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HRDC Wins FOIA Lawsuit filed in Washington State for Unredacted ICE Documents

On March 20, 2018, HRDC had asked ICE to provide documents regarding litigation against ICE or its agents from January 1, 2010 until March 20, 2018.That request sought complaints, judgments, verdicts, and settlements on claims related to non-traffic incidents where the government paid $1,000 or more and for traffic incidents where the payout was $50,000 or more.

ICE denied the request on June 20, 2018, asserting the FOIA request was “too broad in scope, did not specifically identify record which [HRDC is] seeking, and only posed questions to the agency.” HRDC sued on August 3, 2018, alleging violations of the FOIA. In a March 2019 Joint Status Report, ICE acknowledged that HRDC was entitled to the documents subject to any exemptions.

ICE asserted two exemptions under 5 U.S.C. Sections 552(b)(6) and 552(b)(7)(C). They are known as Exemptions 6 and 7(C) to justify the redaction of names, email addresses, and phone numbers of ICE employees and other individuals in the records. After HRDC was unsuccessful in persuading ICE to change its stance on redaction and the trial date was struck,

HRDC moved for summary judgment on Exemption 6, applying to “personnel and medical files and similar files” and protecting against disclosure that “would constitute a clearly unwarranted invasion of personal privacy.” The court recognized that employees accused of wrongfully detaining U.S. citizens is “stigmatizing to both the claimants and tortfeasors, as both could be subject to lifelong embarrassment or disgrace.”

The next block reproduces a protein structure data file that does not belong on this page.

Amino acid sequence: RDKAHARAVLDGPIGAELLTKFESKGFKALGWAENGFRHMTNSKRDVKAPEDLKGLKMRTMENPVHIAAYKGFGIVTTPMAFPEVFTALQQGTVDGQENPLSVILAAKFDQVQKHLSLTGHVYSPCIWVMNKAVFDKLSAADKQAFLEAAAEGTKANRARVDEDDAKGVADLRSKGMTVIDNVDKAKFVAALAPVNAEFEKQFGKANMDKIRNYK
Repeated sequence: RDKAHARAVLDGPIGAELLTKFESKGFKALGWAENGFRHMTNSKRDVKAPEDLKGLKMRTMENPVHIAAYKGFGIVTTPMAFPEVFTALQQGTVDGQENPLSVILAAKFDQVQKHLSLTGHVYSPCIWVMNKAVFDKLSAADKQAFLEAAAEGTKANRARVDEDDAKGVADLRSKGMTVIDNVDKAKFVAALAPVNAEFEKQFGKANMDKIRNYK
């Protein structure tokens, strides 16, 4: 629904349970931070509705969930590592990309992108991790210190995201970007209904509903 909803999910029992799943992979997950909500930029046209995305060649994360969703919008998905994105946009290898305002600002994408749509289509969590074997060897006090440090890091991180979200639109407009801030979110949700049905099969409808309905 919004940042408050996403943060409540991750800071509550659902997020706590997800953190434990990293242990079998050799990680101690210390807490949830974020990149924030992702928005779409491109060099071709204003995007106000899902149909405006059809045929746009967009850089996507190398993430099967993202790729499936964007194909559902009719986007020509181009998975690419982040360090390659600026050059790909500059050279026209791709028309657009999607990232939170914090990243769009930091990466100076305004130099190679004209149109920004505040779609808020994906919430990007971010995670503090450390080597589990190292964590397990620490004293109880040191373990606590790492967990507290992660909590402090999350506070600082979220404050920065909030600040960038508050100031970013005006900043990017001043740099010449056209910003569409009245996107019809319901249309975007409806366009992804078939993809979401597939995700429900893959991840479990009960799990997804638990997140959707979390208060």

The court, however, found two reasons that the privacy issues were diminished. First, it found the names of relevant ICE personnel were publicly available on the underlying case docket report. Second, as to ICE employees, the alleged “misfeasance relating to their official duties” further diminished any privacy interest in nondisclosure.

Exemption 7(C) is limited to “records or information compiled for law enforces purposes,” and it is more protective of privacy interests. While ICE satisfied the threshold requirement for that exemption, the court found the public interest in disclosure outweighed the litigants’ privacy interests.

In finding there is no invasion of a privacy interest by disclosure of names in the documents, the court agreed with HRDC that the identities are necessary to determine whether the “accused a are multiple offenders, how much taxpayer money has been used to resolve claims against those [employees], and whether they continue to be employed by ICE.”

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Related legal case

Human. Rights Def. Ctr. v. United States Dep’t of Homeland Secretary